Bruichladdich Bere Barley 2006

Tasting: Bruichladdich Bere Barley 2006

Bruichladdich Bere Barley 2006Dram data:
Distillery: Bruichladdich
Bottler: official bottling
Distilled: 2006
Bottled: 2012
Age: ca. 6 yo
Limitation: 7650
Casks: –
Alcohol: 50%
uncoloured / unchillfiltered
Whiskybase link

By golly – it’s been over a week since my last post – I’m losing steam, and that’s not helped by the – yawn – constant PR onslaught of ever more expensive and ever more marketing-driven whiskies where one is less interesting than the previous one to the malt whisky veteran…
Right, that’s enough, Klaus, time to stop lamenting and do something. How about this nice bottle of Bruichladdich from the personal archives? Yes, that’ll do nicely!

Tasting notes:
Colour:
 golden straw
At roughly 6 years of age, this is still a young dram, but the nose reveals a nice and fitting balance of spirit and cask (probably mostly fresh ex-bourbon casks). The two dominant flavours are vanilla and – bere! I was on Orkney earlier this year and brought back a pack of bere flour. I’ve been experimenting with it a bit, so it is easy to detect the very distinct, sweet, bready, malty flavour, which is 10x the intensity of “normal” malting barley. These two main aromas are supported by those of wet millstones, aged orange peel, toasted bannocks and just a pinch of kitchen spices. A rather simple, clean nose, but it’s the nuances and the malt influence that make it interesting – and make it work! Let’s check out the palate next! The alcohol is strong on the big, punchy, very oily and mouth-watering arrival. Boom! Just like the nose, it’s quite simple, but the simplicity is making the spirit character shine, which is what this whisky is all about. Quite a hit of vanilla – the fresh casks speak again – citrus peel, citrus seeds, stone minerality, and, after the punchier flavours have died down, the malt reveals itself in the unique, bready, slightly toasted and sweet bere character. The long finish is quite oily and sweet upon swallowing, with notes of citrus and vanilla. Once these notes have died down, a sweet, malty bere barley note lingers for a long time.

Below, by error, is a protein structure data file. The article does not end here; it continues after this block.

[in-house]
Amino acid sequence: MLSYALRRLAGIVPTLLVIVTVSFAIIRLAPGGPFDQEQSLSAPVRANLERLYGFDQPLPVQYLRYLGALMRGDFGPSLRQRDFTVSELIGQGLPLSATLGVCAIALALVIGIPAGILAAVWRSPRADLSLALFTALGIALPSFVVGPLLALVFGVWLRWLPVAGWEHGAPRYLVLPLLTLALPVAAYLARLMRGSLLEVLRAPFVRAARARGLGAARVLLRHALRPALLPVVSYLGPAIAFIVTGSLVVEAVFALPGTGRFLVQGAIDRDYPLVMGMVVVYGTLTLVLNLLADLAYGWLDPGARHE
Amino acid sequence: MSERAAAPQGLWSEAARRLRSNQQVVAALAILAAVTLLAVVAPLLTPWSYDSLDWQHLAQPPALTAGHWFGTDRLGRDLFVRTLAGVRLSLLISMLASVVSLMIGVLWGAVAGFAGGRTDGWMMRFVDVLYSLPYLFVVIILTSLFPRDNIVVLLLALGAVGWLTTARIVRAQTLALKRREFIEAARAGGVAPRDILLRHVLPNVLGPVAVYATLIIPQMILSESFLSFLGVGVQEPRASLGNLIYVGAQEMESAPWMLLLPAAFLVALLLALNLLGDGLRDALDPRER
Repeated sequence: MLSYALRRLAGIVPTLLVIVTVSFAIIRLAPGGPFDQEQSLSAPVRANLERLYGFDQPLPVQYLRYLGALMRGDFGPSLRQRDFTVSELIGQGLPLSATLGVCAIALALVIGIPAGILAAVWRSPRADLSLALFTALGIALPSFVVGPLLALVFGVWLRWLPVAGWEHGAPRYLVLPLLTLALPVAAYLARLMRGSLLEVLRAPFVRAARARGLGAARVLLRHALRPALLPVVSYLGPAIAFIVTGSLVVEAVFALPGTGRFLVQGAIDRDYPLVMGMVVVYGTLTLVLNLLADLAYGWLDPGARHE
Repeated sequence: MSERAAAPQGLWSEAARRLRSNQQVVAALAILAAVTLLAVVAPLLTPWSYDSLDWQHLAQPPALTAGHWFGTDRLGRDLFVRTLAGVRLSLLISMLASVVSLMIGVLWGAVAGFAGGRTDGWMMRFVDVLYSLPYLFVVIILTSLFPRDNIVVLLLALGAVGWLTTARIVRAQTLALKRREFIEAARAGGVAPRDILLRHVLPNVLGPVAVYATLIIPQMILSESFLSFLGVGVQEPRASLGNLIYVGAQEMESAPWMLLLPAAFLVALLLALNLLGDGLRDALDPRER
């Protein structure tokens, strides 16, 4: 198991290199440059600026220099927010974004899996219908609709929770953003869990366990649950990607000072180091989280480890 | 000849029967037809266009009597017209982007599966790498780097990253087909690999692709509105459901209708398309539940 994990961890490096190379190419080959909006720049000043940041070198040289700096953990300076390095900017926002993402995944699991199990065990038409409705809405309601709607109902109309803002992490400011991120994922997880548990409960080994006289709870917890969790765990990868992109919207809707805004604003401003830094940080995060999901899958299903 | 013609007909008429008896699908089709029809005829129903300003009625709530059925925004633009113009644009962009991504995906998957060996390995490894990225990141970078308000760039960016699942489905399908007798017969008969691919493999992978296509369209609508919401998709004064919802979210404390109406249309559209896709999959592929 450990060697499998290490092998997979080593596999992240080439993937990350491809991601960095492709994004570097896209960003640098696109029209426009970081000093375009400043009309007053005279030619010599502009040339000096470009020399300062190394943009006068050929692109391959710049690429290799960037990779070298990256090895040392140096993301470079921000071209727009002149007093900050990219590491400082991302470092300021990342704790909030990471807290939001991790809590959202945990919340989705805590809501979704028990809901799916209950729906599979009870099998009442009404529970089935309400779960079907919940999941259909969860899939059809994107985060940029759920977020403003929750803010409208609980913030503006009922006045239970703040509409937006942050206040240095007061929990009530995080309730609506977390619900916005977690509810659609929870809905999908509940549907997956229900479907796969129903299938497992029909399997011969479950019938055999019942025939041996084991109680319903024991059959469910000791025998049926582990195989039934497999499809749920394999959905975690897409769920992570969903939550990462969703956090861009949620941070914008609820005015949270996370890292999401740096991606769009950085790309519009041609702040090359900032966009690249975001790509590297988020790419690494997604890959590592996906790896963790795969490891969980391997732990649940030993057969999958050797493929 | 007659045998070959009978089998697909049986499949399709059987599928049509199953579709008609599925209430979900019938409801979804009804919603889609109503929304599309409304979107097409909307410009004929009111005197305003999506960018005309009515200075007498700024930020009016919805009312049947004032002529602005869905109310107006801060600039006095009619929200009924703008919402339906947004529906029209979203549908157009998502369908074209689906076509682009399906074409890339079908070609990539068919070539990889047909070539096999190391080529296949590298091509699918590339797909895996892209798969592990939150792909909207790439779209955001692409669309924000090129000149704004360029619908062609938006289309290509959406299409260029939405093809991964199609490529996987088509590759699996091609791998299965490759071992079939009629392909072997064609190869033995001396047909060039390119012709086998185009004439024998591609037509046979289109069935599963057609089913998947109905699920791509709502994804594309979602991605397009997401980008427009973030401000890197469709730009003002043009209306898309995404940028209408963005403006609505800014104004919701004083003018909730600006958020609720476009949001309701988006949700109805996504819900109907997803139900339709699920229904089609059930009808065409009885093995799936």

Verdict: Oh! I have to say, this was the most fun whisky I’ve tasted in a long time! It’s not the boldest, not the highest scoring, but the most interesting and, I’m repeating myself, fun. The Islay-grown bere barley (from Kynagarry farm, specifically the Achfad fields, according to the label) is the star of the show here. It is so fundamentally different from the character of “normal” barley, it is malty, bready with a very specific minerality. For years distillers have told us their hunt for ever higher-yielding barley varieties had absolutely no impact on the whisky. If you still believe them – try this whisky, of which there are probably newer versions out by now. Personally, I’d love to see many more experiments regarding malting barley carried out – and a shift in the industry away from yield-driven to flavour-driven varieties. Wishful thinking? Probably for the most part, but over in Ireland, Mark Reynier is doing just that at the Waterford distillery. Does it surprise anyone (not the veterans, of course) he once helped revive Bruichladdich, which brought us this truly “unique” dram I have in my hands here?

Score: 84/100

(Nose: 84 Palate: 84 Finish: 84)

Click here to read about all the Bruichladdich whiskies I’ve reviewed so far!

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